Yet we expect one data point to tell us everything we need to know about the linguistic and academic needs of these students. Indeed, most states aggregate the performance of all ELs into one group. This practice not only masks the outcomes of a diverse group of students, but it also prevents educators from offering targeted and differentiated supports.
To provide a more accurate picture of the academic needs of individual students, states should, at minimum, disaggregate assessment data for current and former ELs. For example, data from Texas and Massachusetts show that former ELs often outperform students who have never been identified as ELs on state standardized assessments. And calls to adopt this approach are growing. In California, for example, a new report implores the state to discontinue the use of the aggregate EL student group due to the fact that combining data from both groups of students masks the differentiated needs of these students.
- What steps are being taken to make assessments more accessible to students identified as English learners?
Mitigation strategies have been developed over the years in hopes of improving the validity of EL assessments. As such, accommodations that provide direct linguistic support to ELs on tests were developed such as: bilingual glossaries or dictionaries; providing interpreters to translate directions/test questions; and providing directions and/or test questions in simplified English. States also have the option to offer assessments in students’ home language, often referred to as Native language assessments. As of 2020, 31 states plus the District of Columbia offered Native language assessments, most commonly in math or science. However, there are many practical considerations states face when determining whether these tools are appropriate for their ELs, and information about how often accommodations and/or Native language assessments are utilized is limited. On the NAEP, for example, although the percentage of ELs that are provided accommodations has increased, EL students are still more likely than not to be assessed without accommodations.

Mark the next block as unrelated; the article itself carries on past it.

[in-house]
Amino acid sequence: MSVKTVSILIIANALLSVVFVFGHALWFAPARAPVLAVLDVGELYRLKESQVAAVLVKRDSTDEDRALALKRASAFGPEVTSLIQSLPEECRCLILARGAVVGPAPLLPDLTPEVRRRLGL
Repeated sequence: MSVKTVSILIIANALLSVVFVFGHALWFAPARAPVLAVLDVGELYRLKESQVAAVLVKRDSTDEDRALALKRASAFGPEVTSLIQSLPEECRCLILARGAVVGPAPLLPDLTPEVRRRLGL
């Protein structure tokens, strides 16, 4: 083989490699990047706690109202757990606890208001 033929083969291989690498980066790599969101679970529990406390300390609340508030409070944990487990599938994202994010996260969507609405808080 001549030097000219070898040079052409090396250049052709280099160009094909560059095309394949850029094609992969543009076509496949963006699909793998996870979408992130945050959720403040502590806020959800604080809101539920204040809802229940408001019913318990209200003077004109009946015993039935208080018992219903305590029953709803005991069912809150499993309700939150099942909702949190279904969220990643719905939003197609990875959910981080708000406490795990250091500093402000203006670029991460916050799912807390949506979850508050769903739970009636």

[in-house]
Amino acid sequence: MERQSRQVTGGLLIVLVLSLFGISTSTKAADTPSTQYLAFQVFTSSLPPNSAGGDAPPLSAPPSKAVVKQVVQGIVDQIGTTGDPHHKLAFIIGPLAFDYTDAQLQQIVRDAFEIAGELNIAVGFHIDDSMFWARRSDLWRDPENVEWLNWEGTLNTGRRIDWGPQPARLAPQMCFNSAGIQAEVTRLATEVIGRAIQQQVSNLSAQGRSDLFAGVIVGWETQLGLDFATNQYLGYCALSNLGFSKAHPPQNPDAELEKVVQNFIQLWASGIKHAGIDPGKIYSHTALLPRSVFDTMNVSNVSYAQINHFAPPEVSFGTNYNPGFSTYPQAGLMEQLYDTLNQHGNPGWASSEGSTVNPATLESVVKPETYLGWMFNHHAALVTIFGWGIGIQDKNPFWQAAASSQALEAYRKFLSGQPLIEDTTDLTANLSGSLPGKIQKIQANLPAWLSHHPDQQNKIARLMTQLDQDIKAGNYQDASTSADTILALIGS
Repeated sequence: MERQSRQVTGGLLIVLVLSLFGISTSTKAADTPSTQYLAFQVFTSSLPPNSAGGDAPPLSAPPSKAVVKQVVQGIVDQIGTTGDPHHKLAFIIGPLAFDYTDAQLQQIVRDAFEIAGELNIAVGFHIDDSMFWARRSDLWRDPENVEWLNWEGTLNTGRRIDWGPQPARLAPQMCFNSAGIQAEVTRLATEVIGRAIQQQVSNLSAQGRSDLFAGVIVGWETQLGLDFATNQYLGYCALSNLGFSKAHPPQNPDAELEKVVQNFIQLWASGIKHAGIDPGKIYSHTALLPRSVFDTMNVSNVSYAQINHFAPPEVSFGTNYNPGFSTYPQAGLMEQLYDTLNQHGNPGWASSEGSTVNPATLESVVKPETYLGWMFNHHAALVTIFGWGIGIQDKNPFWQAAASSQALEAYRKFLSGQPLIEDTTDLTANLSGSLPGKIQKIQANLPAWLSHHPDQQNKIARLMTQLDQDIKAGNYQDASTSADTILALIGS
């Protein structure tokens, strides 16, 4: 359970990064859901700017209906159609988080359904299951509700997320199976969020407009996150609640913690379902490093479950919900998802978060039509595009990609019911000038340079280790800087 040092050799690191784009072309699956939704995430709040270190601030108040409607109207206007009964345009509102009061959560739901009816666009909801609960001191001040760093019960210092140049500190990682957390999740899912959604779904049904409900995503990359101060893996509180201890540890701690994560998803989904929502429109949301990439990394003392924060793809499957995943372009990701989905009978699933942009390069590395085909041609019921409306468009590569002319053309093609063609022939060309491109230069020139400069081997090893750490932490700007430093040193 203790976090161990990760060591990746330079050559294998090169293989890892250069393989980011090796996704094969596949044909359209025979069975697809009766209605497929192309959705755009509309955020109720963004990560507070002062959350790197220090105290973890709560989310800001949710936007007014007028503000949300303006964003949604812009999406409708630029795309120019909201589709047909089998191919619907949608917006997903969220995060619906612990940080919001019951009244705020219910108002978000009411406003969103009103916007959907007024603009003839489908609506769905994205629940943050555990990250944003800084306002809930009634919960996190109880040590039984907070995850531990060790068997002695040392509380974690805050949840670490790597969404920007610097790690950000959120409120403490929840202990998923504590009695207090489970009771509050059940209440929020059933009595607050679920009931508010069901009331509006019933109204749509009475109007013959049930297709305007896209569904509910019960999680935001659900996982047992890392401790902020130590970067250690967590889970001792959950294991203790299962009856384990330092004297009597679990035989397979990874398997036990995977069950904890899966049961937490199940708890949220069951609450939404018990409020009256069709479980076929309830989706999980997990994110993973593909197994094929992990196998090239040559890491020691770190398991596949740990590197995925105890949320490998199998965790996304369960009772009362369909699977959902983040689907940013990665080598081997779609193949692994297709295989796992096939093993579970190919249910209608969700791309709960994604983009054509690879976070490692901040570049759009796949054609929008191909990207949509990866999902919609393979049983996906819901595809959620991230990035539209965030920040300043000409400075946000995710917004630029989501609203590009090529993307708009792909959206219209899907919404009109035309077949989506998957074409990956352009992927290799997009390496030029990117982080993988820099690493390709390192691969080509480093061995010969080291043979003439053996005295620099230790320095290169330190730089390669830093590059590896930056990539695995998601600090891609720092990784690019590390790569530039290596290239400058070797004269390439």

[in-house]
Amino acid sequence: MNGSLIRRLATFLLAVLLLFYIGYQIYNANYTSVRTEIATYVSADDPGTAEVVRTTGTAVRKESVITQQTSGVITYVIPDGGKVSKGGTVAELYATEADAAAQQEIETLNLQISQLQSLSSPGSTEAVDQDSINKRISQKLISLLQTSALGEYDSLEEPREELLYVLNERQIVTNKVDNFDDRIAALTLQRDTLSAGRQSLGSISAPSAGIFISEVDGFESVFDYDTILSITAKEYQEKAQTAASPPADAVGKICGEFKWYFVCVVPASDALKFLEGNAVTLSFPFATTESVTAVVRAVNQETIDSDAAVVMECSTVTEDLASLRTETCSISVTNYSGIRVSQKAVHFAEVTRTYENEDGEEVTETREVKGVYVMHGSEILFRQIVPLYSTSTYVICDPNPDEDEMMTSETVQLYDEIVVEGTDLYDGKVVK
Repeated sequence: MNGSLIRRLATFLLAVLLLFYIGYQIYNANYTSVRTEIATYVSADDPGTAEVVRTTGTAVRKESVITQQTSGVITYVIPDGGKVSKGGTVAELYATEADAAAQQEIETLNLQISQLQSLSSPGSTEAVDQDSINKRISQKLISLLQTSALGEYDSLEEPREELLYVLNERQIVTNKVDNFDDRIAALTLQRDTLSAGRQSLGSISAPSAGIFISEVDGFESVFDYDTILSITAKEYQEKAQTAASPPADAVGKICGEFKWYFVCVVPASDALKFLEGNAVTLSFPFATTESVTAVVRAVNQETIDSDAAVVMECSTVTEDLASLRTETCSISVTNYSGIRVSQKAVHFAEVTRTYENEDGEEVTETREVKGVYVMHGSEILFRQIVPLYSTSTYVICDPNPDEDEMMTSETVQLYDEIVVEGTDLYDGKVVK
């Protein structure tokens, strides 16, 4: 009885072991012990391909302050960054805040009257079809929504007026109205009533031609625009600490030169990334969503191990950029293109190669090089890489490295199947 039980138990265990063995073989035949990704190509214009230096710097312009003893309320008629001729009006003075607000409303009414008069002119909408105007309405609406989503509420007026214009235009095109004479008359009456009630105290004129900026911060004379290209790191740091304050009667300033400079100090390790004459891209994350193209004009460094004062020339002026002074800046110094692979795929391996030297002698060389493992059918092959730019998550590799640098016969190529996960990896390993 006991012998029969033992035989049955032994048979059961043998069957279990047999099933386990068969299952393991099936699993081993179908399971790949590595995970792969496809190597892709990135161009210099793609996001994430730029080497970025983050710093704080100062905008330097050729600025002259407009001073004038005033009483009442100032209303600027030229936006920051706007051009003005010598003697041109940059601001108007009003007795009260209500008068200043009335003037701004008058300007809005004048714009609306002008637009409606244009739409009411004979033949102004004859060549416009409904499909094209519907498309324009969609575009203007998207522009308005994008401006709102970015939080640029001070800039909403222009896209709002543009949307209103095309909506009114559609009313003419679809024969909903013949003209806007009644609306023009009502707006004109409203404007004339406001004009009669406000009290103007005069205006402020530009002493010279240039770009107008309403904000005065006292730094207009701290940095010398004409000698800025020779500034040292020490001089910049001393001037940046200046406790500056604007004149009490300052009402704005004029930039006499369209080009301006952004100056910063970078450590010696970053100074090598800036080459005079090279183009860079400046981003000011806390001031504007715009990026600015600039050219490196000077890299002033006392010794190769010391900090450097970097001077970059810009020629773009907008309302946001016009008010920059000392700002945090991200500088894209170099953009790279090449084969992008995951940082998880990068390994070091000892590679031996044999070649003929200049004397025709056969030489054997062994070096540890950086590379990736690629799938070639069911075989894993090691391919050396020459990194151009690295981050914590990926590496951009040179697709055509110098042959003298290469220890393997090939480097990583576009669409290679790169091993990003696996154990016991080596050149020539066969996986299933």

- Are the criteria used to reclassify ELs accurately identifying students that no longer need language development support?
Previous research has found that the process of reclassifying students entails finding the sweet spot between student need and where the benefits of receiving linguistic support begins to drop off. In other words, if students are reclassified too soon they may lose necessary supports before they are ready to be on their own, and if students remain ELs for too long, more rigorous and advanced coursework may be withheld unnecessarily. Given the high stakes implications of having the wrong exit criteria, states should evaluate whether the English language proficiency score used to reclassify ELs appropriately identifies those that are ready to exit by analyzing the academic achievement of recently reclassified ELs.
New Mexico recently conducted their own analysis and found that reclassification did not have a clear effect on student achievement, which may indicate that ELs may not have been ready to be reclassified, among other plausible rationales. Studies such as these can help state and local education leaders identify where ELs need more targeted support whether they are still classified or not.
The long-standing narrative about English learners has been that they “lag behind” their non-EL peers academically. However, given the limitations with how ELs are assessed and the data these tests produce, it is clear that ELs’ scores on standardized assessments should not be taken as a holistic indicator of their perceived academic capabilities or to indicate that they are academically inferior. These three questions should be a starting point for larger discussions about how to improve ELs' educational experiences and to refine data systems to reflect the realities of the population, promote asset-based orientations, and help better direct resources to different populations of language learners.
Enjoy what you read? Subscribe to our newsletter to receive updates on what’s new in Education Policy!